The first batch of my Entrepreneurship Masterclass came to a close with two of the most credible angel investors in the startup ecosystem of Pakistan – Abbas Yousafzai (Co-founder & Head of Data Engineering, Conrad Labs) & Yasser Bashir (Founder & CEO, Arbisoft) who spoke to the entrepreneurs in an exclusive session on raising investments.
The young entrepreneurs took away some great pieces of advice from the interactive discussion. Below are the key takeaways for all startup founders who are looking forward to raising investment:
What’s the criteria of investors before the put their money into a startup?
The founder and his why. More than the viability of the product & the business model, investors invest in the founder himself. The underlying factor that they look at is his/her “why”; what is the founder driven by? Does he himself believe in the product he has made? Does he have the conviction and resilience to bounce back up when failure hits or market dynamics change?
Second, does the entrepreneur really want to solve a problem? Does he have the ‘selflessness’ and ‘empathy’ to solve it? Is he just about raising money?
Another thing that investors look for in a founder is his domain knowledge. Does he know deeply about the industry he wants to operate in or is it just a thought-less decision? Has he validated, verified the problem he is trying to solve? Does he know the numbers?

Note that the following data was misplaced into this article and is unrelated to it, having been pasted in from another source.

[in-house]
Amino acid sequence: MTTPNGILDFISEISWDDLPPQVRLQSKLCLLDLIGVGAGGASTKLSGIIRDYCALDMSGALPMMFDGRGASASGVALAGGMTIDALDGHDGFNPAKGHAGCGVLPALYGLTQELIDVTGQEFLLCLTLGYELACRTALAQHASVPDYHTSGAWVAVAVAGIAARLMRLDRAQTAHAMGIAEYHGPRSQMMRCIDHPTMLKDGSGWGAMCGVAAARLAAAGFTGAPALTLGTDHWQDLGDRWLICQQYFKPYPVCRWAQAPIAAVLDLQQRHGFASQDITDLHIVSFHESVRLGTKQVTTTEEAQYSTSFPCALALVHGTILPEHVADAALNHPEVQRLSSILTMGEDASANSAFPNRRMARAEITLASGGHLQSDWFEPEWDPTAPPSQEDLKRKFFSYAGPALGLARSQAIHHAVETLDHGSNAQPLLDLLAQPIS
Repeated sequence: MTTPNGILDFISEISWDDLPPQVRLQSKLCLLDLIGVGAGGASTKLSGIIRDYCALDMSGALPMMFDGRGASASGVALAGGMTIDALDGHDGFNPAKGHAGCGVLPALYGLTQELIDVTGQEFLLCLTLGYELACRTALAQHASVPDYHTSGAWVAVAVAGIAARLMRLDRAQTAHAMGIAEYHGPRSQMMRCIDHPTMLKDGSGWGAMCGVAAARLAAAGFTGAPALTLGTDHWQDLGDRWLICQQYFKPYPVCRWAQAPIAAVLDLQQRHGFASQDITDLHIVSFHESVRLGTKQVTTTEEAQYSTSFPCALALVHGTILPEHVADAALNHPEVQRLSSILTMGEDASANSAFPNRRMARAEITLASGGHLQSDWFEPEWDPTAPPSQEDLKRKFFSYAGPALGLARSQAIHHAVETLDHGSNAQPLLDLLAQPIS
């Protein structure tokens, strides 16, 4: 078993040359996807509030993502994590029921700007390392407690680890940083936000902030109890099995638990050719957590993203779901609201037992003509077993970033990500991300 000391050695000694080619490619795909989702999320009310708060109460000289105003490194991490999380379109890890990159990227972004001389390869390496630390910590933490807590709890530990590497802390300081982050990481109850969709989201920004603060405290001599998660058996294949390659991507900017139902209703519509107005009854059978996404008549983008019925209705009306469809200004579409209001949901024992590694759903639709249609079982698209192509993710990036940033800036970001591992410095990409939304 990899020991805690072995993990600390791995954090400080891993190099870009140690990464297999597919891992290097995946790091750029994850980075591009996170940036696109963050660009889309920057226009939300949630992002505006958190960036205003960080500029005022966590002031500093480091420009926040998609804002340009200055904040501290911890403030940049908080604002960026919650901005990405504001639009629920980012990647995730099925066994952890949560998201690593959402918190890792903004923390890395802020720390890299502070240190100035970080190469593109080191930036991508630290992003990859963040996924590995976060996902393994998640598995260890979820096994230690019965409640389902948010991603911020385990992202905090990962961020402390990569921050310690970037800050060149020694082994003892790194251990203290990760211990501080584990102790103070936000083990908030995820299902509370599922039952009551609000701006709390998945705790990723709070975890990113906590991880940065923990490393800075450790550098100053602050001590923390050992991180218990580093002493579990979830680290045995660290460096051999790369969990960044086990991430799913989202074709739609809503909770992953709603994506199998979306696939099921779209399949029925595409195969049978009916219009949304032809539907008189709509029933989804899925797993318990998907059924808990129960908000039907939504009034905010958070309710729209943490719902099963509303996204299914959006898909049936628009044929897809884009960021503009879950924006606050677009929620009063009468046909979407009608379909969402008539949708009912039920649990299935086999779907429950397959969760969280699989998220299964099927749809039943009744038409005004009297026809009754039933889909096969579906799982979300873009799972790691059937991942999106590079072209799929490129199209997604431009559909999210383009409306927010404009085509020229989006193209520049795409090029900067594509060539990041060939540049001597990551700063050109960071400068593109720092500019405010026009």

What’s the difference between a VC (Venture Capitalist) & an Angel Investor?
An angel investor invests his own money into a startup as opposed to a venture capitalist who himself is a ‘Managing Partner’ and raises funds from people who have money and are willing to invest, called ‘Limited Partners’, at a commitment that he will return the money back after a certain promised period of time along with interest on profits. Once the ‘fund’ is collected it is mutually decided between a VC and the fund’s LPs about its usage such as how many startups will they be investing in and in which verticals.
Another difference is that a VC is very actively involved in startup’s decision making and asks for financial statements on a weekly and quarterly basis, unlike an angel investor who doesn’t have a lot of margin to absorb the losses but at the same time give more freedom to the founders to make decisions. The propensity of pulling out the finances back when the company is going through losses is very high in the case of a VC as opposed to an angel investor.
How does a VC make money?
Venture Capital is like any other investment opportunity. A venture capitalist makes money in the form of ‘management fee’ for managing the fund and by charging the startup interest on the profits it makes, called ‘carried interest’.
Do investors have any preference towards a particular vertical?
An investor preferably invests in a startup where he or she can add value, and also at the same time learn from it. If the startup vertical is the same as his, then for an investor every failure is a good learning & at the same time he will also be able to help effectively in the solution.
What does it take to be an investor?
To be an investor you should be in a high risk mindset. You should be ready that, for example, if you invest in 15 startups only one will grow and pay for the other 14 that will fail. If you don’t have the capacity to absorb this, then never become an investor. You should be ready for 6 to 8 out of 10 startups that you invest in, to fail.